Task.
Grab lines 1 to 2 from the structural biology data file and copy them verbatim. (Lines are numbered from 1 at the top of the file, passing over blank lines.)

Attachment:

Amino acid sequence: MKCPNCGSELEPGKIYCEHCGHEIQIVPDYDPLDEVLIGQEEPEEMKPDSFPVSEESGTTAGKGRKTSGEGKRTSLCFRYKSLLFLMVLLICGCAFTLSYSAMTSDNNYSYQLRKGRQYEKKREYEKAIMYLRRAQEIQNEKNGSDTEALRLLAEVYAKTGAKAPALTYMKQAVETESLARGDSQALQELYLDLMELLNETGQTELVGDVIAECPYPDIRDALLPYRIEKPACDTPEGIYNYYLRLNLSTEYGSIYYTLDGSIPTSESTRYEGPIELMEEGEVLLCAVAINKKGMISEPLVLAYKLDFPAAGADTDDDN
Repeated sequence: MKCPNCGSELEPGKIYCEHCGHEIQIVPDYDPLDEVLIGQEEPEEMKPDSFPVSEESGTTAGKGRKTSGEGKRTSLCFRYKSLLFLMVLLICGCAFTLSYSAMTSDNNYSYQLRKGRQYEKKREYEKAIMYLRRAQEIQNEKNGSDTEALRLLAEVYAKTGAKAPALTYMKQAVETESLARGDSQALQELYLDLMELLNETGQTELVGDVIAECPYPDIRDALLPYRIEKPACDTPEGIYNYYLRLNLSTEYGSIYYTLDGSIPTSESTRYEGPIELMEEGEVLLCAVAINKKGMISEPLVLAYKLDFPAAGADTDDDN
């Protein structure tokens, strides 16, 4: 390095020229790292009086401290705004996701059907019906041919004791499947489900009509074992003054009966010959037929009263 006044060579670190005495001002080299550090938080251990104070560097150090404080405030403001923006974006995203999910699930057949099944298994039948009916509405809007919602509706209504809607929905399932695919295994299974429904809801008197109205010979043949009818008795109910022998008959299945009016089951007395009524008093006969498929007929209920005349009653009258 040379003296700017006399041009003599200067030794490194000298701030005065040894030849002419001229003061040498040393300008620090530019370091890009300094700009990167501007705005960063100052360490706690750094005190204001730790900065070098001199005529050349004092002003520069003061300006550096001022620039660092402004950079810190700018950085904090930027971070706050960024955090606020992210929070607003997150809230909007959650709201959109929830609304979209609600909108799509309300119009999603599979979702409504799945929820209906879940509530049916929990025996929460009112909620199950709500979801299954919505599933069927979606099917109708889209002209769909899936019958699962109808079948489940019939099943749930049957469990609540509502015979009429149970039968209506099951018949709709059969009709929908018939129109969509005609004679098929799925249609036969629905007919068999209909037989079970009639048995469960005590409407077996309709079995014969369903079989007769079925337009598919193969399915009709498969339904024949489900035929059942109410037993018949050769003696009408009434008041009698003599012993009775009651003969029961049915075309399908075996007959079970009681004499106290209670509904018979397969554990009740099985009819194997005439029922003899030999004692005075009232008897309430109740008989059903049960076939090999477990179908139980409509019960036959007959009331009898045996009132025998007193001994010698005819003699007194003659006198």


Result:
Amino acid sequence: MKCPNCGSELEPGKIYCEHCGHEIQIVPDYDPLDEVLIGQEEPEEMKPDSFPVSEESGTTAGKGRKTSGEGKRTSLCFRYKSLLFLMVLLICGCAFTLSYSAMTSDNNYSYQLRKGRQYEKKREYEKAIMYLRRAQEIQNEKNGSDTEALRLLAEVYAKTGAKAPALTYMKQAVETESLARGDSQALQELYLDLMELLNETGQTELVGDVIAECPYPDIRDALLPYRIEKPACDTPEGIYNYYLRLNLSTEYGSIYYTLDGSIPTSESTRYEGPIELMEEGEVLLCAVAINKKGMISEPLVLAYKLDFPAAGADTDDDN
Repeated sequence: MKCPNCGSELEPGKIYCEHCGHEIQIVPDYDPLDEVLIGQEEPEEMKPDSFPVSEESGTTAGKGRKTSGEGKRTSLCFRYKSLLFLMVLLICGCAFTLSYSAMTSDNNYSYQLRKGRQYEKKREYEKAIMYLRRAQEIQNEKNGSDTEALRLLAEVYAKTGAKAPALTYMKQAVETESLARGDSQALQELYLDLMELLNETGQTELVGDVIAECPYPDIRDALLPYRIEKPACDTPEGIYNYYLRLNLSTEYGSIYYTLDGSIPTSESTRYEGPIELMEEGEVLLCAVAINKKGMISEPLVLAYKLDFPAAGADTDDDN